When the BBC met the Terrorism Act

Why was the laptop of a BBC journalist seized by counter-terrorism police?

Harry Blain
11 November 2015
Flickr/Number 10. CC BY-NC-ND 2.0.

Flickr/Number 10. CC BY-NC-ND 2.0.

‘Newsnight has done a great disservice by giving these insane terrorists the oxygen of publicity. Apart from brutal murders, it’s what they seek most. They are playing into the hands of these terrorists by giving them the opportunity to speak directly to a small group of vulnerable people who may be seduced by their fundamentalist and extreme messages.’ Nigel Evans, MP.

Speaking in August 2014, Nigel Evans was not alone in his condemnation of Newsnight. The former chair of parliament’s Intelligence and Security Committee Dame Pauline Neville-Jones also expressed concern that “a corporation that has a reputation to preserve” would broadcast an interview with the jihadist “Awlaki” (not to be confused with Anwar al-Awlaki), who “talked of ISIS beheading its enemies, said he hated the UK and that he would only return to the country to ‘plant a bomb somewhere.’”

She argued that “[w]e can perfectly well be informed about their views and attitudes without giving them access to mainstream media”, which “gives them a degree of access and a status and an importance they should not be accorded.” The attacks were rounded off by another MP, Michael Ellis, who described the interview as “unnecessary and gratuitous”, giving “free air time and the oxygen of publicity to vile views.”

The journalist who secured this interview was Secunder Kermani, who has “built a reputation for making contact with Western-born ISIS fighters and interviewing them online about their motivations.”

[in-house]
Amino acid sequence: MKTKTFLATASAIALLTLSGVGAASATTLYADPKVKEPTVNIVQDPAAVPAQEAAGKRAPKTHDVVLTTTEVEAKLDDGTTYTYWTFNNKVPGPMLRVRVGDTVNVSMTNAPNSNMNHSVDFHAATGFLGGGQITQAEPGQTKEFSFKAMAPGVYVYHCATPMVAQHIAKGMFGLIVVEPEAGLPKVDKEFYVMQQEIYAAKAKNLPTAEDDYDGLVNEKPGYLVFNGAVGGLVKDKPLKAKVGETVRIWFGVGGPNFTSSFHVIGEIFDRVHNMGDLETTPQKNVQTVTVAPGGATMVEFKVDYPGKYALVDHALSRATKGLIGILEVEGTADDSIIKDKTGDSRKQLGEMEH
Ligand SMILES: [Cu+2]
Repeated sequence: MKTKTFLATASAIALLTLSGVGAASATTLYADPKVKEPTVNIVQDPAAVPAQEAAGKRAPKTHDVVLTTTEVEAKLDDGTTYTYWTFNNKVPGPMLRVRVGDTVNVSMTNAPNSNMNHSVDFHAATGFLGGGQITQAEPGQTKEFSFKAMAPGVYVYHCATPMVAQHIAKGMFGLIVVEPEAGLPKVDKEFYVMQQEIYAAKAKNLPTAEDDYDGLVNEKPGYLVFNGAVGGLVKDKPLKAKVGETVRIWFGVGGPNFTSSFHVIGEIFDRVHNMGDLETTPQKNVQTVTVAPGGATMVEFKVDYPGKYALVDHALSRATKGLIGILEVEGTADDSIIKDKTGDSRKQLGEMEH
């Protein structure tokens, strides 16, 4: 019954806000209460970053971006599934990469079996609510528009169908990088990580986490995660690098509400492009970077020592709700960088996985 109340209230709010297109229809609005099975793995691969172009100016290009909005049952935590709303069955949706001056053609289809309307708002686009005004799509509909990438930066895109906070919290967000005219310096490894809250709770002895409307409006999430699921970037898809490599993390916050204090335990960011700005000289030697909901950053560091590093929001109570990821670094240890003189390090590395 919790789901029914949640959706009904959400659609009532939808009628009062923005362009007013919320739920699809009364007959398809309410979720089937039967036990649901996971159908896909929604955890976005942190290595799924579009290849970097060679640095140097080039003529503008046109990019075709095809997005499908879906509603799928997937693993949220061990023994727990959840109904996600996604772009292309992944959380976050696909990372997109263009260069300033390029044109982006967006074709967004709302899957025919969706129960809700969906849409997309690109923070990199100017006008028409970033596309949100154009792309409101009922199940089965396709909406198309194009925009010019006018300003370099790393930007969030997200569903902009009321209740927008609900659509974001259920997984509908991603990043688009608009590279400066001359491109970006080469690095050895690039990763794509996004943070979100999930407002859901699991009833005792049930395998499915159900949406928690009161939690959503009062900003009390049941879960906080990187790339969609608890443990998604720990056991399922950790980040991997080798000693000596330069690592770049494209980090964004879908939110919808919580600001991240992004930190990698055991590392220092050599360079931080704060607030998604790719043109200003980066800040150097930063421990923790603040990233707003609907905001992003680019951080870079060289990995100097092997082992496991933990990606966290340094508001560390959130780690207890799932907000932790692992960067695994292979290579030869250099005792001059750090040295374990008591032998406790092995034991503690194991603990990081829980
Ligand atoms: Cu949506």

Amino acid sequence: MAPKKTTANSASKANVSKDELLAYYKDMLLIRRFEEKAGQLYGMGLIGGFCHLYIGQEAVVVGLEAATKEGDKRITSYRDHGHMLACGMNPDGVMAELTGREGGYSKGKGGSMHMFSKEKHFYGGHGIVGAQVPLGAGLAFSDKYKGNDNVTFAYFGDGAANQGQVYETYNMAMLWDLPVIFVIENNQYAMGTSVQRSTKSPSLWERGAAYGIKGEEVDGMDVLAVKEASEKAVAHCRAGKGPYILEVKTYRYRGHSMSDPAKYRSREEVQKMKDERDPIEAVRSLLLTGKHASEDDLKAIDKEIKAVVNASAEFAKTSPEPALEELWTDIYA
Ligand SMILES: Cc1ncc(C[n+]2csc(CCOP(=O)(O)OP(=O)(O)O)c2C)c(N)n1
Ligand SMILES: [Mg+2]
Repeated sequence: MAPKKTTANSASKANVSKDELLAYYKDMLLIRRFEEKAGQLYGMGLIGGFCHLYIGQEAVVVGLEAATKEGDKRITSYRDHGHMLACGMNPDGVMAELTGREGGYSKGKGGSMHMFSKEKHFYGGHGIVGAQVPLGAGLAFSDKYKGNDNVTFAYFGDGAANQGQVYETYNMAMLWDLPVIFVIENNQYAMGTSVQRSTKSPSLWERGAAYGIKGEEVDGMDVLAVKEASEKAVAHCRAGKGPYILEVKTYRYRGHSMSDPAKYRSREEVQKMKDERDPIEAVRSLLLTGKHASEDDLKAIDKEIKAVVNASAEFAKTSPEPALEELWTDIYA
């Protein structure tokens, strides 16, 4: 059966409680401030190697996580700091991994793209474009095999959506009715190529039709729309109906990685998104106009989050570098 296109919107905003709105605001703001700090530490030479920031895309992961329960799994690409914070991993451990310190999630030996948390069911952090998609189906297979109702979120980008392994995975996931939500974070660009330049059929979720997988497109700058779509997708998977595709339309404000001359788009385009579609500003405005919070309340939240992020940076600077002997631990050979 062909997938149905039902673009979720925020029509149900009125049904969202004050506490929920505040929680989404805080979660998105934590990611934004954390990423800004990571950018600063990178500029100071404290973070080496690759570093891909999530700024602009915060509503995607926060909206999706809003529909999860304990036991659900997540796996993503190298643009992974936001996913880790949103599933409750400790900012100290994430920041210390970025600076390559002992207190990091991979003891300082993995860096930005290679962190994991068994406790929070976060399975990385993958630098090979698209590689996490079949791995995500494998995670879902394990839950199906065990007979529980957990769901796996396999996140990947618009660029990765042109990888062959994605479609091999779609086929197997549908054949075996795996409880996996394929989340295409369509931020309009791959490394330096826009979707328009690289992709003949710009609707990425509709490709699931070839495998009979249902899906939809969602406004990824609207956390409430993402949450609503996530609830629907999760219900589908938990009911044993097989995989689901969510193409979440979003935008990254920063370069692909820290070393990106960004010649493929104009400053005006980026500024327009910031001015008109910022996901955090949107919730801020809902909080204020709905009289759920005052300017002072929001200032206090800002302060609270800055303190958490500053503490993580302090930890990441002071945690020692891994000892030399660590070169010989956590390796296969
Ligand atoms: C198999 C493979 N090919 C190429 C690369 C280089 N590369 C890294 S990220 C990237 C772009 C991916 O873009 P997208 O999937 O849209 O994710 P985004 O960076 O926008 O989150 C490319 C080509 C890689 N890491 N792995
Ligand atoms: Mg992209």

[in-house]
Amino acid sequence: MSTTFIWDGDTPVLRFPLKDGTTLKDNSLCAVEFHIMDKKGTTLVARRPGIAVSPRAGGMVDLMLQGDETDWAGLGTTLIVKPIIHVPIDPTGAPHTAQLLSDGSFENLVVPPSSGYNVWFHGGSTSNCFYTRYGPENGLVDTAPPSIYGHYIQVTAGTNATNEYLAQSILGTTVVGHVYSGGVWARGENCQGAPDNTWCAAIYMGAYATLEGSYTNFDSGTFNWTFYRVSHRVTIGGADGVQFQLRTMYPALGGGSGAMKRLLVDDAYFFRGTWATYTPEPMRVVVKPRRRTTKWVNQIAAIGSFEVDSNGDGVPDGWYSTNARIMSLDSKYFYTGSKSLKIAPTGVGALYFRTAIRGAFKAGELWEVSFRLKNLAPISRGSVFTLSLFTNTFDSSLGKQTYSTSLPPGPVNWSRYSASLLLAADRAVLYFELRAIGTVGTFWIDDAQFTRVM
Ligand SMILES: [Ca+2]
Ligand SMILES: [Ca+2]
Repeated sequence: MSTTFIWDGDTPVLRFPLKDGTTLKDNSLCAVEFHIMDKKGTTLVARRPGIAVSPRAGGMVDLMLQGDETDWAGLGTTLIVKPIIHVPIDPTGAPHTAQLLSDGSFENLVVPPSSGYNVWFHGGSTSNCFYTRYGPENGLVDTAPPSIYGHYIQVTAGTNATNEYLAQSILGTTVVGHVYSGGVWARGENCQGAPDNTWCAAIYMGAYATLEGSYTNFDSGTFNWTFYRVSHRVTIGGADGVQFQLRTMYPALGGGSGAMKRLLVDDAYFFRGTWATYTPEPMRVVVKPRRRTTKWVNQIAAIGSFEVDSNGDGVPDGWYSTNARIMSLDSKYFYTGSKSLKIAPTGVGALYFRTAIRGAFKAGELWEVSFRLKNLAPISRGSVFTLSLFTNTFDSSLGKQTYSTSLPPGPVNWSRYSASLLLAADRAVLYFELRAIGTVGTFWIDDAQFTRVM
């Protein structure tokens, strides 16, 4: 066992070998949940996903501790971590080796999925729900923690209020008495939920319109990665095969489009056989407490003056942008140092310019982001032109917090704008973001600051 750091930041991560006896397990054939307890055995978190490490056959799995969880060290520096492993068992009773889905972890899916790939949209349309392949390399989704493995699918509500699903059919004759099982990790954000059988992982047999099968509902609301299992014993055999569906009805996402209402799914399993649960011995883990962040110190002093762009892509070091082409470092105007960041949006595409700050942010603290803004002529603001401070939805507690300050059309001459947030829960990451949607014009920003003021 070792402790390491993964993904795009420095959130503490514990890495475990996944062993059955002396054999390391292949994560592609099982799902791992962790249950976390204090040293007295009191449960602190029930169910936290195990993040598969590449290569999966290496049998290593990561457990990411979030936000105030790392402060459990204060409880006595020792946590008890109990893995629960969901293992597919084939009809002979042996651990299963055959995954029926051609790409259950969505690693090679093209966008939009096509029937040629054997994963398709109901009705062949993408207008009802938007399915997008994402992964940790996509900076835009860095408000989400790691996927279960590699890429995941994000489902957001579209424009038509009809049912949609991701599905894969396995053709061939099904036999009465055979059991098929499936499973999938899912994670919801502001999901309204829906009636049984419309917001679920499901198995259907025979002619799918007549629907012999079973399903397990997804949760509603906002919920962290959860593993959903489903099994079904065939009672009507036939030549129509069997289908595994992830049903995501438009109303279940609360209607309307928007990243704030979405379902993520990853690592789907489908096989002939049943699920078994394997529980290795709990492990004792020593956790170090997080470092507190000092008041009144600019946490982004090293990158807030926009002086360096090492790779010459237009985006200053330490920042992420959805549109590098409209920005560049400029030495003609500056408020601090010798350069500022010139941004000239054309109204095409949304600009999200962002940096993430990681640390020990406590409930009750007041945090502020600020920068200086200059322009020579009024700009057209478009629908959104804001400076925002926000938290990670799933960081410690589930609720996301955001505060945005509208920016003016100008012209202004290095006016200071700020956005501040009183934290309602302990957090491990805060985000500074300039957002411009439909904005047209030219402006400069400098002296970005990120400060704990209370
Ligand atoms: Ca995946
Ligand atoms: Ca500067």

A year after the “Awlaki” interview, Kermani’s laptop was seized by Thames Valley Police’s South East Counter Terrorism Unit under the Terrorism Act. Initially reported last week in the Independent, Thames Valley Police responded to the story swiftly:

“It would be inappropriate to talk about any ongoing live investigation; however the South East Counter Terrorism Unit (SECTU) regularly conducts investigations where items may need to be examined… In order to obtain a court order officers would have to satisfy the Crown Court that there were sufficient grounds to justify the issue of a Production Order under the Terrorism Act. The Respondent in any such process can contest the Order which can then be heard at a higher court. In this particular case, the BBC attended the hearing in August and did not contest the application or decision of the court. Police have since returned the laptop that was the subject of this Order.”

If the BBC didn’t actually contest the decision – and has admitted that Kermani was not ordered to hand over communications with a “confidential source” – why the outcry from the Committee to Protect Journalists, the National Union of Journalists, and media lawyers?

“Anyone else find this worrying?”

A closer look at the details can give us an idea. First is the fact that, according to a BBC spokesman, the Corporation “did not resist Thames Valley’s application for an order under the Terrorism Act in court because the act does not afford grounds under which it could be opposed.” “It is troubling”, he continued, “that this legislation does not provide the opportunity for the media to mount a freedom of speech defence.”

Second, as the NUJ General Secretary pointed out, even if this Order pertained to communications with a specific individual, “[t]here are serious questions to be answered about why the order obtained by the police warranted the seizing of a journalists’ laptop – which may well have contained confidential information on other sources and other stories too.”